Me, too, db. All I know is in various places when snooping on the web, it has been stated that the variable valve timing needs a certain weight oil for proper operation. So, how does one find out for sure?
I know a man who lived in UAE for 2 years. He certainly did not drive Lexus at all. But, he adapted to the heat, and used to run in the sun for two hours well over 120 degrees. When he visited us in McAllen, he went out for a two hour run in the sun. It was only 95 degrees and he was upset because he couldn’t even work up a sweat.
He said it took him 3 months to adapt to the heat. We don’t visit McA that often nor for that long, so the heat is hard on us. he said it would take me six months to adapt, at my age.
I did work with environmental chambers in my work. I think a car cooling system is designed for a certain amount of temperature difference, and if it isn’t there, heat transfer will be reduced, and he engine will run somewhat hotter. Tom McCahill used to make negative remarks about how hot American cars ran in the summer.
Also, from non-related temperature work, I do not think that heat transfer is linear with a varying temperature difference.
No, actually, I am sure the heat transfer is not linear with changing temperature. We would put thermocouples in various places in our products, and record the temperature over chamber emperature range. As the box cooled, the change in temp slowed to a crawl. What is that curve called? Either geometric or logarithmic? But, a very sharp curve.
For other comments, I have no access to major repair services nor dealers. Most mechanics are self-taught, which mostly means non-taught. The best ones studied at the factory and were taught by the manufacturer. There aren’t many of them. They don’t have tech schools like that, at least not in the degree we do in the USA. And, books of any kind are scarce and horribly expensive.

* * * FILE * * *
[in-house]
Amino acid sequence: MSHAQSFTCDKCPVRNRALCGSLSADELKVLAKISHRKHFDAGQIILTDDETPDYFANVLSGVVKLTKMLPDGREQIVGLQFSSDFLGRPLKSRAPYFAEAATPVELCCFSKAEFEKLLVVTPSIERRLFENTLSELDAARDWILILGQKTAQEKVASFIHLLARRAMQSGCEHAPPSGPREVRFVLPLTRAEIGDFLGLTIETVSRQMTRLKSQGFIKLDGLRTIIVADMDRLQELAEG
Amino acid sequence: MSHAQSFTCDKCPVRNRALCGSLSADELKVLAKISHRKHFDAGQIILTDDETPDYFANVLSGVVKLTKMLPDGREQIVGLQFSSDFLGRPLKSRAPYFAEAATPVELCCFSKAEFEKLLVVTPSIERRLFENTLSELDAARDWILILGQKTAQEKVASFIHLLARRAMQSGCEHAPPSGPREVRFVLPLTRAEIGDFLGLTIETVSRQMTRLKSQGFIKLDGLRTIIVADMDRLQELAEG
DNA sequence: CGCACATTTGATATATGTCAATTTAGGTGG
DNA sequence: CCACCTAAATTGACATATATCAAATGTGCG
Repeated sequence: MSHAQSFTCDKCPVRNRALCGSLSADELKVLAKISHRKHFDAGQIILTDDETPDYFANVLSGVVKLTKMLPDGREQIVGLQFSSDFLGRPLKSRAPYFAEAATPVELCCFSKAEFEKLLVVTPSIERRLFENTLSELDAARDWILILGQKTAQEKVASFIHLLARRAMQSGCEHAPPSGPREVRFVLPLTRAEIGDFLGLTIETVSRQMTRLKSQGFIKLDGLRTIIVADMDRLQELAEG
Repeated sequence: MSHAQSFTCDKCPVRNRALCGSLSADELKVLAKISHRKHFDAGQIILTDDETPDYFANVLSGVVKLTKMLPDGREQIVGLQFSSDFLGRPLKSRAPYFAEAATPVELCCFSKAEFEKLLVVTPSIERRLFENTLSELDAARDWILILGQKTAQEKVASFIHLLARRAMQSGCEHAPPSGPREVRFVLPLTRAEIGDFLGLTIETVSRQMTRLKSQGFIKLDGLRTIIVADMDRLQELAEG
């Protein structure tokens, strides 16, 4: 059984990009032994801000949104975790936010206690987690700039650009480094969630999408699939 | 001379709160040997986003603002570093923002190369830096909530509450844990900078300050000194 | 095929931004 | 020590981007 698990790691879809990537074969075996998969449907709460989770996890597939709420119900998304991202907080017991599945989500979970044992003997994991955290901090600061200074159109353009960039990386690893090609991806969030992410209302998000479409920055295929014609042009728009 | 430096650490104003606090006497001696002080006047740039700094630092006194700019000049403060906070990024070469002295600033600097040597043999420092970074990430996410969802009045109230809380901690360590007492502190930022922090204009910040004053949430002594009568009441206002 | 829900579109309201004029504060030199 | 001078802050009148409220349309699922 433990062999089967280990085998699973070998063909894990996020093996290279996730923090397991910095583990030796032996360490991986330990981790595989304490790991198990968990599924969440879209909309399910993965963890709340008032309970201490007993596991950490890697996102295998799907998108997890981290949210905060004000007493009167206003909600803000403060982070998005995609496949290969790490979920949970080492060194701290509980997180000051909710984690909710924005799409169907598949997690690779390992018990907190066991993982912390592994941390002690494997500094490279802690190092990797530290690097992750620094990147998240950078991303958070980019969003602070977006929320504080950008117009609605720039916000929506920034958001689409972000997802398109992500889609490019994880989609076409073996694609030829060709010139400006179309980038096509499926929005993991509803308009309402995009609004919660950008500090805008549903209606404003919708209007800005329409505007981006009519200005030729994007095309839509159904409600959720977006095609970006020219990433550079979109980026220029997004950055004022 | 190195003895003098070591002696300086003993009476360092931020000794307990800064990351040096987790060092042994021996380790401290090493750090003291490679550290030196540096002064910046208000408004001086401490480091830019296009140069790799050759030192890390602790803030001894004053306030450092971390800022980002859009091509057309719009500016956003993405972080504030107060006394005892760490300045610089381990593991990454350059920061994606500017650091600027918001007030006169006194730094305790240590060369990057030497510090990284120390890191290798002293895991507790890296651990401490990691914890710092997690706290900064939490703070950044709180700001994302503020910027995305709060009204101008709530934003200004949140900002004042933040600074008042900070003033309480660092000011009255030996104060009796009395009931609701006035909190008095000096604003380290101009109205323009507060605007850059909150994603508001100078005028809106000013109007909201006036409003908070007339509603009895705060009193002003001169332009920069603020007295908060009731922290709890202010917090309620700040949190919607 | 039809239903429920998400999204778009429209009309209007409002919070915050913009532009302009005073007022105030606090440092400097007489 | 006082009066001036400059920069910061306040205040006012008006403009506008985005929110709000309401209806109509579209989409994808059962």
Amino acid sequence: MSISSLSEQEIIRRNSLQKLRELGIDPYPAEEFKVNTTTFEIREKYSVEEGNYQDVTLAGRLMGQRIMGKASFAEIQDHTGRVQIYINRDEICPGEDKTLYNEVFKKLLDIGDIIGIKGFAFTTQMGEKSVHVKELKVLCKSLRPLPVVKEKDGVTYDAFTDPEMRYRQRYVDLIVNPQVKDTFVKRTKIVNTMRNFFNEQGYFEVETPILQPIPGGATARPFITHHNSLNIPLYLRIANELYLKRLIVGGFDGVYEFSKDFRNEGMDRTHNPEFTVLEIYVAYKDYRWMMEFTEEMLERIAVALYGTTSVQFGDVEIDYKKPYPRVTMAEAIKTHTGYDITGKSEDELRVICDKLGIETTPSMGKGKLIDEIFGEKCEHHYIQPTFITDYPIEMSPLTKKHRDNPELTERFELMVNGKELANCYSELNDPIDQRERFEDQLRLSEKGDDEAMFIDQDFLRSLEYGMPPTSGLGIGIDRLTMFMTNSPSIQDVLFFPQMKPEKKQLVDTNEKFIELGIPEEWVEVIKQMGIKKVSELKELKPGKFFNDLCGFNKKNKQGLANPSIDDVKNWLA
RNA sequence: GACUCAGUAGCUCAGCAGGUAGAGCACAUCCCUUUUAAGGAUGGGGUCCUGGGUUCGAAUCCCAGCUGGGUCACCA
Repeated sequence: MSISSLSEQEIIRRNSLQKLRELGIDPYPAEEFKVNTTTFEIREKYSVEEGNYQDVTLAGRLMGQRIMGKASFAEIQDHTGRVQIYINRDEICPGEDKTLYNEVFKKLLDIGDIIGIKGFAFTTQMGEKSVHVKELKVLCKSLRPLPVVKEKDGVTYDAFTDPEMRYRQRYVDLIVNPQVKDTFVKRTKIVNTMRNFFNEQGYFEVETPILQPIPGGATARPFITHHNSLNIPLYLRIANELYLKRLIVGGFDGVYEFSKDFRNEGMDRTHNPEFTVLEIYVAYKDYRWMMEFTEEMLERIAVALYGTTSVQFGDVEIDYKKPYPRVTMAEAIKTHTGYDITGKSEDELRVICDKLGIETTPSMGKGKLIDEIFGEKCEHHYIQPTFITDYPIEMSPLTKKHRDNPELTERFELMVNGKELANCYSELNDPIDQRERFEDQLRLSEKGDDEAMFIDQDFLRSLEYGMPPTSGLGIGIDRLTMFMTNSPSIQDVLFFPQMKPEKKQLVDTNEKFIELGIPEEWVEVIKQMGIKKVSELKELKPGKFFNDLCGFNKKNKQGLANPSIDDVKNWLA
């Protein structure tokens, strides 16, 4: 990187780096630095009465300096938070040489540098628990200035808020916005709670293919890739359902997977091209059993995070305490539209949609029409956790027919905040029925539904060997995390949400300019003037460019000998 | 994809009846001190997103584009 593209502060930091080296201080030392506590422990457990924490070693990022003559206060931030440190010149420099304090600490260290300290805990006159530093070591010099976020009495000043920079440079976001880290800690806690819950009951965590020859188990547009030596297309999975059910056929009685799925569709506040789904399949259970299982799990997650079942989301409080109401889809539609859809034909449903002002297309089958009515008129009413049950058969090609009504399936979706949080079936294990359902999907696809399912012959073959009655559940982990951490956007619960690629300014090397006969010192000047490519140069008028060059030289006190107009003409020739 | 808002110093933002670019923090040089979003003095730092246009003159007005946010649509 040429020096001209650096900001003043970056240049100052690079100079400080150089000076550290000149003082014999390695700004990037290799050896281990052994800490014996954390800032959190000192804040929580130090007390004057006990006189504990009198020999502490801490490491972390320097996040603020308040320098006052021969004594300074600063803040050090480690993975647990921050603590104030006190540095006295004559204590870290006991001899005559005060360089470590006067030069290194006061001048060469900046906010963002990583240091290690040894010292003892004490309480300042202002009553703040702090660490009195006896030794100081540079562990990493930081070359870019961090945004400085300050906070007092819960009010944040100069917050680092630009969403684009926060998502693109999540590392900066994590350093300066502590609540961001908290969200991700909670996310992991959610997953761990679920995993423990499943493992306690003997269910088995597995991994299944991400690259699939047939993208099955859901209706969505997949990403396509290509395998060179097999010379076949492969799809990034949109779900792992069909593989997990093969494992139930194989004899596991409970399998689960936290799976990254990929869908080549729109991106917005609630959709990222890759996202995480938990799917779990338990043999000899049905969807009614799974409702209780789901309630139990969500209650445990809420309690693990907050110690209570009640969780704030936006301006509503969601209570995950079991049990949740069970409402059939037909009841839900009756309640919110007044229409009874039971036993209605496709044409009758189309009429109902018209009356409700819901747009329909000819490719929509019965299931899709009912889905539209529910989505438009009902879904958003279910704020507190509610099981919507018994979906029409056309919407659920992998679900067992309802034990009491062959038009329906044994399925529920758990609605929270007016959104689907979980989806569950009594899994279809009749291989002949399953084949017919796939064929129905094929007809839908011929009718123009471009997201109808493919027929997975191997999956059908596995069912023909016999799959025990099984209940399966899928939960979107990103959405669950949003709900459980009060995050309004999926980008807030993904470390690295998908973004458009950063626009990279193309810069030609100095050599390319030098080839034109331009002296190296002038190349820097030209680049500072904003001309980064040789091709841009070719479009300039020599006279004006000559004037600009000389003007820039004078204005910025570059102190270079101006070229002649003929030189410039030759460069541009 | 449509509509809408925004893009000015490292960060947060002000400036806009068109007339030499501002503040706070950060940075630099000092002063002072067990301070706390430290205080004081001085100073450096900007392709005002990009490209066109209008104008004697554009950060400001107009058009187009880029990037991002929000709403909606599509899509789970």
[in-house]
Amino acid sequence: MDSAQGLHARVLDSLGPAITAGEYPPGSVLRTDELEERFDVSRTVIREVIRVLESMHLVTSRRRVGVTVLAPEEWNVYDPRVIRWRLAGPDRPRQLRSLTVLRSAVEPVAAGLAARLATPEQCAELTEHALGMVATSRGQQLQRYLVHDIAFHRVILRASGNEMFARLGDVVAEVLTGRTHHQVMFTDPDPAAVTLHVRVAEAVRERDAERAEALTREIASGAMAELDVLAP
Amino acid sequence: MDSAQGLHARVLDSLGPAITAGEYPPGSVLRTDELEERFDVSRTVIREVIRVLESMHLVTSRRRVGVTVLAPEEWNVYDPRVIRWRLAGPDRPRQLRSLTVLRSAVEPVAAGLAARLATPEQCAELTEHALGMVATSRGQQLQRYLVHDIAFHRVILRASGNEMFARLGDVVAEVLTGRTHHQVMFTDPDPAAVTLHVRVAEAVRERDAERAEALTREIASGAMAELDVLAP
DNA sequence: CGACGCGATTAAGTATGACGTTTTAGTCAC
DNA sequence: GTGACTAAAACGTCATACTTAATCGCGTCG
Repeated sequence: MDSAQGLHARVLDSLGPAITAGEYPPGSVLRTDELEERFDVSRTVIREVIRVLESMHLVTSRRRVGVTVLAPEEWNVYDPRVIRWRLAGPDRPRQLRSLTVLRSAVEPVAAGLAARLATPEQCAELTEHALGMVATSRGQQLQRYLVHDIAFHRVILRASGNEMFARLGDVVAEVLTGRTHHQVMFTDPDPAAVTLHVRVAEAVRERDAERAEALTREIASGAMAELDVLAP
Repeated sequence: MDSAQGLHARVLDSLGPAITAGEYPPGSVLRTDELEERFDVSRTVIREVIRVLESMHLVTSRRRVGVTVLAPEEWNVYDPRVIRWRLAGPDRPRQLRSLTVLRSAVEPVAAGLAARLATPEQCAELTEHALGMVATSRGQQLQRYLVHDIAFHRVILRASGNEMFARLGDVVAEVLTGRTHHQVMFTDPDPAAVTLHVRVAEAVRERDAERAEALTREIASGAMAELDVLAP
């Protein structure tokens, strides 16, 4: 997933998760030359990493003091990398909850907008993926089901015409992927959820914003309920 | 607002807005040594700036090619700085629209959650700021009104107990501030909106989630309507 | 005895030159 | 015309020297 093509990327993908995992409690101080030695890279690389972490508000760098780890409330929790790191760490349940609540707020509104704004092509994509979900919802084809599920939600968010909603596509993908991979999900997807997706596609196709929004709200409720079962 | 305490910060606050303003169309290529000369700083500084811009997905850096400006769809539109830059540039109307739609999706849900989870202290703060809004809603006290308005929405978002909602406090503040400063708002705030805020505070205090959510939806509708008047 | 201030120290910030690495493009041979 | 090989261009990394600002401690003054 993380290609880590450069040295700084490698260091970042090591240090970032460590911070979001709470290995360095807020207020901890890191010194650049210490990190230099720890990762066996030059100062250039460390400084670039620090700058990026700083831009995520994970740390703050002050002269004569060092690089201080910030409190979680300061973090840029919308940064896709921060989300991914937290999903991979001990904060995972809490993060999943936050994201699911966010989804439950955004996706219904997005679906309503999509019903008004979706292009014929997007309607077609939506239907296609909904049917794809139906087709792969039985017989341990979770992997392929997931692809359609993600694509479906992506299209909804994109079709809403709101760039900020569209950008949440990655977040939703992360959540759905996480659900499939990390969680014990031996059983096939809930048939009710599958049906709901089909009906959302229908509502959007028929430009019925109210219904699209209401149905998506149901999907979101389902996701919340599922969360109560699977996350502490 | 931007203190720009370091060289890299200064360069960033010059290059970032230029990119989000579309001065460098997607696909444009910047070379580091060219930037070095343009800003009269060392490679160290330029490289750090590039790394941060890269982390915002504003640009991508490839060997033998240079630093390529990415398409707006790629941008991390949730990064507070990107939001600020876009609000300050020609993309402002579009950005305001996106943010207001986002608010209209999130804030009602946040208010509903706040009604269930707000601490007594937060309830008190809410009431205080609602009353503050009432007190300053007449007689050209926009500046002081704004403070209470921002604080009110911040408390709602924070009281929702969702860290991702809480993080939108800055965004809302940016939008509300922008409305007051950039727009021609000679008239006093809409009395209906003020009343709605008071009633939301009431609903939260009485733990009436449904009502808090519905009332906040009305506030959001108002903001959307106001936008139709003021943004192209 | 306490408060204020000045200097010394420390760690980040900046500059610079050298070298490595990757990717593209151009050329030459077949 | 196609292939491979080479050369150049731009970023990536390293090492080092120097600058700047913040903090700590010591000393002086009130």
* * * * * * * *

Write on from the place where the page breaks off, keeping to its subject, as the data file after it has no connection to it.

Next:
Even the city mechanics here do not have a simple code reader. The garbage pickup showed -30 degrees engine temp when warmed up. And, a failure which seems to indicate valves out of sync with crankshaft. Their solution was to get rid of the driver who complained about it and put in another man.
It is more than just the valve operation. Someone has said that the new engines are made to very tight tolerances and there are places in the motor where heavy oil will simply not be an adequate lubrication.
Yeah, we need a rich guy to buy a bunch of Lexus and run them around with 25W-50. Hee, hee.
Note: strictly coincidence that two of us referred to McCahill at the same time with crossed posting.